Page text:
Five states improved background checks by: requiring law enforcement to be notified when a person fails a background check (Connecticut HB 5417 and California AB 2551), having a state agency conduct a background check instead of just the FBI (Delaware HB 423 and New York SB 1), requiring purchaser to get a permit to purchase from local law enforcement (Oregon Ballot Measure 114), and prohibiting a gun from being transferred before a background check clears (Oregon Ballot Measure 14 and Vermont SB 4).
Community Violence Intervention
Fourteen states and the District of Columbia made meaningful investments in community violence intervention or improved existing efforts: California (AB 2697, AB 200, AB 1929, and SB 154), Colorado (HB 1329 and SB 145), Connecticut (HB 5506), Illinois (HB 900), Massachusetts (HB 5050, HB 5374, and SB 3097), Maryland (HB 1005, SB 290, and SB 350), Michigan (HB 5783), Nebraska (LB 1011), New Mexico (HB 2 and HB 68), New York (SB 8000, SB 8003, and SB 8004), Oregon (HB 4045 and HB 5202), Pennsylvania (SB 1100 and HB 1421), Rhode Island (HB 7123), Virginia (HB 29 and HB 30), Washington (SB 5693), and the District of Columbia (B 716).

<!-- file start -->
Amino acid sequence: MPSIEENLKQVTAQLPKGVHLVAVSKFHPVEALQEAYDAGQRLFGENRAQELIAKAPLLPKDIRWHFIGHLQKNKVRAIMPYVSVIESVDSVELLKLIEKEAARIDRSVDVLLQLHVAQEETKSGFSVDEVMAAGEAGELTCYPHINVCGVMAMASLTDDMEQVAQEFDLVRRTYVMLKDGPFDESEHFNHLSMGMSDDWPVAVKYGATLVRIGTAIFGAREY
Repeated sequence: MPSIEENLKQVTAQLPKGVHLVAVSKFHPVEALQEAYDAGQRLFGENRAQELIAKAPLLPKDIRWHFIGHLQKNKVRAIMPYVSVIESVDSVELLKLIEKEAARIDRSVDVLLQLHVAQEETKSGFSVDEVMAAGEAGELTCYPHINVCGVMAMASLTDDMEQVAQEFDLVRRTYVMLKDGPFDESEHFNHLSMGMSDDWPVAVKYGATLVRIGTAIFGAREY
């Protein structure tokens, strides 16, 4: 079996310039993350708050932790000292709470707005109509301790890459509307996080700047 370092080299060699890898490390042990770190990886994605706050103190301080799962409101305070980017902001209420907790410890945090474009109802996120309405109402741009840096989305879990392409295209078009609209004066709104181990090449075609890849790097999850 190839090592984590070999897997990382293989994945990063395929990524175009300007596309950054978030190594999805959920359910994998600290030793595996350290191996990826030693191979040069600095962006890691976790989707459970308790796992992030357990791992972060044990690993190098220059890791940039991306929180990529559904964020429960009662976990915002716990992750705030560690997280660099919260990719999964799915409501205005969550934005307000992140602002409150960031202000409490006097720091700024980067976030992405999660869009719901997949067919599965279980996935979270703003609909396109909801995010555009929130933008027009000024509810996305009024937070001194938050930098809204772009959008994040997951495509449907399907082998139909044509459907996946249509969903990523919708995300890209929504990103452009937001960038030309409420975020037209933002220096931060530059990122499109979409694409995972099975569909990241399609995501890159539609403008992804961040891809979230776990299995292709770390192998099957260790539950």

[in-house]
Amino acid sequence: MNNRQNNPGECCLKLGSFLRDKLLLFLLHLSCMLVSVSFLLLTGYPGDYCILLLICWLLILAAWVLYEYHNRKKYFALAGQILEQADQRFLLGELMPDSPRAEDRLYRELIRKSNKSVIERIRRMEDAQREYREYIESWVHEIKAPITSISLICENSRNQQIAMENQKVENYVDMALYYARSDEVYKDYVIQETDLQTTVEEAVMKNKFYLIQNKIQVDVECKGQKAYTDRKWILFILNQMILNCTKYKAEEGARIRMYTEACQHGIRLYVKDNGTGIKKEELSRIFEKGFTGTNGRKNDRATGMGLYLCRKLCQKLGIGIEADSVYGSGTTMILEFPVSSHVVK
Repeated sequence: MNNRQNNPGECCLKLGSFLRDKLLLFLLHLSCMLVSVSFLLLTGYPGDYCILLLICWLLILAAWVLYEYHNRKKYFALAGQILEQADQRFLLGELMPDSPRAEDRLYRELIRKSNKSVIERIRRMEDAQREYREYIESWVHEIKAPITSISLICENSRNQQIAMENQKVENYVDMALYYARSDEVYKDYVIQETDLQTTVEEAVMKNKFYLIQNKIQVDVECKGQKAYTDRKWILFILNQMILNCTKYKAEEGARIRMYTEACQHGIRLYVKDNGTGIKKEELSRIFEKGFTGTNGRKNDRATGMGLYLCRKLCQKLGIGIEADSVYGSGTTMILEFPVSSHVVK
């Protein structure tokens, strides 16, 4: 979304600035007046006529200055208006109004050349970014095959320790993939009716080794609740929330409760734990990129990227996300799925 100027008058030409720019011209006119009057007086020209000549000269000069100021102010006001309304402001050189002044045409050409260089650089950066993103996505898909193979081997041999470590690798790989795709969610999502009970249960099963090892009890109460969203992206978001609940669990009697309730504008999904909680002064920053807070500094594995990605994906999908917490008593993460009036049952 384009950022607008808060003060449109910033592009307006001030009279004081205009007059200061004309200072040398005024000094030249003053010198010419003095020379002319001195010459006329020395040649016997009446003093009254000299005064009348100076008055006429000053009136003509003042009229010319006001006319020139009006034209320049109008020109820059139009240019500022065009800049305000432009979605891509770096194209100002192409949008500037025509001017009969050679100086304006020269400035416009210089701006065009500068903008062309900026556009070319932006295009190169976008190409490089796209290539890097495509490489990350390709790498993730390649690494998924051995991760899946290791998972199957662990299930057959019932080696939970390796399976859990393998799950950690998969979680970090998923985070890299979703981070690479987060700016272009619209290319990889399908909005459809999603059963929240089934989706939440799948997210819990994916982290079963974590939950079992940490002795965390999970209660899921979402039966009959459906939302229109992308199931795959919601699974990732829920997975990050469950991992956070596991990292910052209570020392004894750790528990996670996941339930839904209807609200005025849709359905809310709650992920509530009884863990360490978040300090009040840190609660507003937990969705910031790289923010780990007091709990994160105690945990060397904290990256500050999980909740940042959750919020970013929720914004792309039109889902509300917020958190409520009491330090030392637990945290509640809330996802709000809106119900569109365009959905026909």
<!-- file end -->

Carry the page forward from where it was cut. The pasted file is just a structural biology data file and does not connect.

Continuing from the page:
Concealed Carry Licensing
The following three states strengthened the process to ensure that only properly vetted, law-abiding people may carry concealed in public: New Jersey (AB 4769), New York (SB 1), and Tennessee (HB 1018).
Six states improved efforts to keep guns out of the hands of people who commit domestic abuse: California (AB 2239), Illinois (SB 257), Iowa (HB 825), New Jersey (AB 3687), New York (SB 6443), and Oklahoma (HB 3286).
Extreme Risk Protection Orders
Six states strengthened or expanded existing ERPO laws or enacted policies to improve their implementation: California (AB 2870), Massachusetts (HB 5374 and SB 3097), New Jersey (AB 3687), New York (SB 9113), Vermont (SB 4), and Washington (HB 1901).